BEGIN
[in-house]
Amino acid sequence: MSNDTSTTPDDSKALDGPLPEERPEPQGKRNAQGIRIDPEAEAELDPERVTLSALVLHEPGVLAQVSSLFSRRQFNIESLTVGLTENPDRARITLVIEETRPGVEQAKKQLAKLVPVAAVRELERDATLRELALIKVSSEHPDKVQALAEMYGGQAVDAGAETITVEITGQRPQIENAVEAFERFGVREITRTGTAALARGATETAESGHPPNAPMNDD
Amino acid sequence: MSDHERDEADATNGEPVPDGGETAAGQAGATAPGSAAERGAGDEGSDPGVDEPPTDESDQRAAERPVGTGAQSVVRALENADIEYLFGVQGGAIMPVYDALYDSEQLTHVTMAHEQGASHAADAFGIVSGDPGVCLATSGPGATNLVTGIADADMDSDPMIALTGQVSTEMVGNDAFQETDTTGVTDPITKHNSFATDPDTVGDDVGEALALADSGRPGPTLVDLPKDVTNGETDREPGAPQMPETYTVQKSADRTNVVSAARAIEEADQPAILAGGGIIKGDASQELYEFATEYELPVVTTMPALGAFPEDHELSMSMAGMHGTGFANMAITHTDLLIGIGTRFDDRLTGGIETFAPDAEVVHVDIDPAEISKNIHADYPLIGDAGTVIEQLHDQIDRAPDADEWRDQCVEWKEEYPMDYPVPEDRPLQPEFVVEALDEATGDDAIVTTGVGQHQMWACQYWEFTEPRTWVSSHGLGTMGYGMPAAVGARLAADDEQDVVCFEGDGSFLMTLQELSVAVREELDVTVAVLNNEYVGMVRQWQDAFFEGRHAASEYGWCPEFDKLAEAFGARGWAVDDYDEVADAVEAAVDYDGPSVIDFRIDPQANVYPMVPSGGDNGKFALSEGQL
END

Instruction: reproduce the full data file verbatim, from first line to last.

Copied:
[in-house]
Amino acid sequence: MSNDTSTTPDDSKALDGPLPEERPEPQGKRNAQGIRIDPEAEAELDPERVTLSALVLHEPGVLAQVSSLFSRRQFNIESLTVGLTENPDRARITLVIEETRPGVEQAKKQLAKLVPVAAVRELERDATLRELALIKVSSEHPDKVQALAEMYGGQAVDAGAETITVEITGQRPQIENAVEAFERFGVREITRTGTAALARGATETAESGHPPNAPMNDD
Amino acid sequence: MSDHERDEADATNGEPVPDGGETAAGQAGATAPGSAAERGAGDEGSDPGVDEPPTDESDQRAAERPVGTGAQSVVRALENADIEYLFGVQGGAIMPVYDALYDSEQLTHVTMAHEQGASHAADAFGIVSGDPGVCLATSGPGATNLVTGIADADMDSDPMIALTGQVSTEMVGNDAFQETDTTGVTDPITKHNSFATDPDTVGDDVGEALALADSGRPGPTLVDLPKDVTNGETDREPGAPQMPETYTVQKSADRTNVVSAARAIEEADQPAILAGGGIIKGDASQELYEFATEYELPVVTTMPALGAFPEDHELSMSMAGMHGTGFANMAITHTDLLIGIGTRFDDRLTGGIETFAPDAEVVHVDIDPAEISKNIHADYPLIGDAGTVIEQLHDQIDRAPDADEWRDQCVEWKEEYPMDYPVPEDRPLQPEFVVEALDEATGDDAIVTTGVGQHQMWACQYWEFTEPRTWVSSHGLGTMGYGMPAAVGARLAADDEQDVVCFEGDGSFLMTLQELSVAVREELDVTVAVLNNEYVGMVRQWQDAFFEGRHAASEYGWCPEFDKLAEAFGARGWAVDDYDEVADAVEAAVDYDGPSVIDFRIDPQANVYPMVPSGGDNGKFALSEGQL